Colin Low I

film 5 of 9

City Out of Time

Film Review by Dean Duncan Mar 23, 2015

Was this a film assignment, a mere job of work? It could have been the former, but these particular Film Board guys are unusually, deeply devoted to just this kind of work, and never seem to be troubled by grandiose dreams when there’s a useful task before them. As a result they never seem to go through the motions, and they are certainly not doing so here.

Venice is the subject. The tone is regal, almost imperial even. The treatment is heightened, maybe a little generic. The score sounds like a pastiche of Miklós Rózsa’s score for Ben Hur. The narration (by Mr. Shatner) is of a piece with all of the afore-mentioned, such that the production entire leaves a slightly stuffy impression.

All of these things actually create an interesting tension. City Out of Time takes on big questions about art, about its meaning and status. It is also kind of coy with the answers, such that the discussion ends up being pretty vague. In other words this is a standard educational film, useful, of its time, worth your while. Not exactly for the ages, though.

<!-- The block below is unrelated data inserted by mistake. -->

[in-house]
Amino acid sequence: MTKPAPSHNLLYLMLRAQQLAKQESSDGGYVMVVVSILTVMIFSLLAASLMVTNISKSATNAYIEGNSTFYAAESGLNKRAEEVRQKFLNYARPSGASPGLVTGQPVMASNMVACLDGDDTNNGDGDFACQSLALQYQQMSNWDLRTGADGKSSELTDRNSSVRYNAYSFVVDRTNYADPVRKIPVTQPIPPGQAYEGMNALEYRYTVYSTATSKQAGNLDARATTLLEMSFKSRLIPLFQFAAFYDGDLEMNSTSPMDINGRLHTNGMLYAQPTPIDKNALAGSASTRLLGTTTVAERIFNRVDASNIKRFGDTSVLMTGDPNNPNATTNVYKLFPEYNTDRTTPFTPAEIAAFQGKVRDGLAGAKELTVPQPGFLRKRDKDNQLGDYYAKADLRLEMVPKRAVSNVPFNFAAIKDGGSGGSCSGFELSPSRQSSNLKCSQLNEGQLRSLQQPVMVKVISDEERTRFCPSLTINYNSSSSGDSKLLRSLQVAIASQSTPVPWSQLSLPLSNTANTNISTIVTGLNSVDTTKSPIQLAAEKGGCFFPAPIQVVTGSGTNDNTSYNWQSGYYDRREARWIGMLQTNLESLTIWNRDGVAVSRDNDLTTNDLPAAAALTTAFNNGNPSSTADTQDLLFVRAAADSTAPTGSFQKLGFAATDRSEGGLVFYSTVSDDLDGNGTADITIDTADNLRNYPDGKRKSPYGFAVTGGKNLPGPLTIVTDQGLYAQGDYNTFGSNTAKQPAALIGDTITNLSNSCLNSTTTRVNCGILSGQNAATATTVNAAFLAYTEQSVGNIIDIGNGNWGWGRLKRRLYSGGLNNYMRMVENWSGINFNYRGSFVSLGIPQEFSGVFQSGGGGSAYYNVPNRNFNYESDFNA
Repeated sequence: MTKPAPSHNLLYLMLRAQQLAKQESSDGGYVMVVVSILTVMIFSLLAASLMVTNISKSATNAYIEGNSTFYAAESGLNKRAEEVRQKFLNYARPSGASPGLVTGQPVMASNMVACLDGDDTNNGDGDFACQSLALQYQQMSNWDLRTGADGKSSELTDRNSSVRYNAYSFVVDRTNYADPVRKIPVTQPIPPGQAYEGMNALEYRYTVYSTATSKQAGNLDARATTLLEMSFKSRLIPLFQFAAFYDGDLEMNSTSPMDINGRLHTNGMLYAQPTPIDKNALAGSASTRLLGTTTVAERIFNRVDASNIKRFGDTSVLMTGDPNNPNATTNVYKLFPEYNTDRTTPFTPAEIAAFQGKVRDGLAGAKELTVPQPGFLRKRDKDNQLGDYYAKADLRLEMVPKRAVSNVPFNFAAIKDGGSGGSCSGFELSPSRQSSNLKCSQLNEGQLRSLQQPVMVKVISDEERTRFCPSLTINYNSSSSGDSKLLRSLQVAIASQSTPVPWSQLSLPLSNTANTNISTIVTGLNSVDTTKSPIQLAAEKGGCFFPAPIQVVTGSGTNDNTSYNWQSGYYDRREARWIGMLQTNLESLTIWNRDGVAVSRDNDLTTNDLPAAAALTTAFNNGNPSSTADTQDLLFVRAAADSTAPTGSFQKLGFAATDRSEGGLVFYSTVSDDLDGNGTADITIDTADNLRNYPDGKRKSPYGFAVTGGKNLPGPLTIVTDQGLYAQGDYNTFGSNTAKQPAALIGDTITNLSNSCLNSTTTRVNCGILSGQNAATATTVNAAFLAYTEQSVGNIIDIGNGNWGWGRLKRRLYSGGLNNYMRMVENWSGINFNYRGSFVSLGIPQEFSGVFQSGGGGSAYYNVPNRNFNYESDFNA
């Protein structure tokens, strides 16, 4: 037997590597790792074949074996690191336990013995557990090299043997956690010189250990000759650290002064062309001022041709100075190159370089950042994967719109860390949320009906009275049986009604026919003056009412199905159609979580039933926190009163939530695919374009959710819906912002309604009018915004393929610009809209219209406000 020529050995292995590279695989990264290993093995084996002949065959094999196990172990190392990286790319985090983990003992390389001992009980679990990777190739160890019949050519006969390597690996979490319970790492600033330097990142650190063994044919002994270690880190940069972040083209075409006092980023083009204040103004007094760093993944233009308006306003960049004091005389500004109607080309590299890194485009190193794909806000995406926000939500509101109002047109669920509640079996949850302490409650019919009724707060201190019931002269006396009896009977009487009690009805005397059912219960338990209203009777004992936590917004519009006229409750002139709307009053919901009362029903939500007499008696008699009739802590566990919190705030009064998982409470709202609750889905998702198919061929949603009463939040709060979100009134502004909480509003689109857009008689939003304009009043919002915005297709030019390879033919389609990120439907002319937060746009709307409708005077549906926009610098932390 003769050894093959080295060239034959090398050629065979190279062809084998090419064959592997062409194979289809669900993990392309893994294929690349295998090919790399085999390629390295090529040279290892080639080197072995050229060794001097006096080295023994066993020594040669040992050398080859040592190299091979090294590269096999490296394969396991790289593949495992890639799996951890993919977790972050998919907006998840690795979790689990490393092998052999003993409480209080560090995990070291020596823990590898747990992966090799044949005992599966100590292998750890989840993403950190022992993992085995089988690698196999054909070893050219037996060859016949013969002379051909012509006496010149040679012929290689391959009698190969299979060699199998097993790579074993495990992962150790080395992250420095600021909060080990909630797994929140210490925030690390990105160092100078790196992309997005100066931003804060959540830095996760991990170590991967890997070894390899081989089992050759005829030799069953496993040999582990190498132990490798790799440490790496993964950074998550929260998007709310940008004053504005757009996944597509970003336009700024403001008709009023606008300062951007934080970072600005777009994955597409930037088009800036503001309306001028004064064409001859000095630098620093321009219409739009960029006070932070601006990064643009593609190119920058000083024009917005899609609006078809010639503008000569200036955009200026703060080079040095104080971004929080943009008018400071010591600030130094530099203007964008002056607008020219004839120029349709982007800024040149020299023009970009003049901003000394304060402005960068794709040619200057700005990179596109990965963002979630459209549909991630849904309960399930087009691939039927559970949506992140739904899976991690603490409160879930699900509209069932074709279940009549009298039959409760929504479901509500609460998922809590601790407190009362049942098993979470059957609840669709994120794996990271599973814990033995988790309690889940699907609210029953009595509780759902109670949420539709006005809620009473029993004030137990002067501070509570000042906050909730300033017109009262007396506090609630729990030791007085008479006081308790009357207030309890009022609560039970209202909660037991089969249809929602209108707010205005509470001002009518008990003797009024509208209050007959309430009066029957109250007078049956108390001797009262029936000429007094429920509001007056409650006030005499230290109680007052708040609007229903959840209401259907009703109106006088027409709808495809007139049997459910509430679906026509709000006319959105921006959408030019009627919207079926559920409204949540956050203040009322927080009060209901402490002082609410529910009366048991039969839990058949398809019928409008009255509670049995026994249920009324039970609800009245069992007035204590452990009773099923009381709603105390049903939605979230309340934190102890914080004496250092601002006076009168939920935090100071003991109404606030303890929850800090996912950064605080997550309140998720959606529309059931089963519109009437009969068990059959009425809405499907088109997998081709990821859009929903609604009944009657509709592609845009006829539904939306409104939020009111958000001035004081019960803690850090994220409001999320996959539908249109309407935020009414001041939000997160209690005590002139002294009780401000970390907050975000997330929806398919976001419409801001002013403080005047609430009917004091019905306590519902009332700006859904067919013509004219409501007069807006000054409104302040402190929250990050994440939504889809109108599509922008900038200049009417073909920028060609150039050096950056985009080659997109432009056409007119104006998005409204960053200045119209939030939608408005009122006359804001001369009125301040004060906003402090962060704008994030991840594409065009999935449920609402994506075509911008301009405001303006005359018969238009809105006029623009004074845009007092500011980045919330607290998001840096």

But must every film aspire to such heights, or be judged negatively when it hasn’t accomplished what it hadn’t attempted anyway? Again, check those credits. Superb talents, and as always with them, smart stuff is going on here! The location is magisterial, touristical Venice, but City Out of Time concentrates on images, colour, compositions, juxtapositions that are all small-scale, immediate, personal and accessible. The concept and strategy are to ground the Venetian monumental in everyday things, and in the experience of all these superbly photographed tourists. At first they seem a type, or a mere dubious phenomenon. That would probably be our preconceptions speaking. But the camera keeps looking, and shooting. Individuals emerge, with their roots and reasons and actual experiences. Neither the mob, then, nor the swine running down the hill. Rather, they are adults, educating themselves according to the opportunities at hand. The film, and its subject, are congruent with one another.

Such subtleties are why, though the narration might be a little heightened and generic, City Out of Time still manages to approach something of a City of Gold quality. It accompanies its big questions about art with any number of superbly artful compositions and juxtapositions. These aren’t historical though, or textbook quotations, or straining in any way. Rather they are documentary/photographic, and occasionally quite modern (objects are abstracted, movement becomes the actual subject of the shot). Cinematic too—watch that painted lion in Ottawa become a real life statue in Venice (cf. the blowing tag in City of Gold, or the blink in La Jetée). Thus it is that the great big questions are answered—no, better, they are illustrated—in wonderfully quotidian ways, such that even the most exacting audience is still served quite sufficiently.

See if you agree: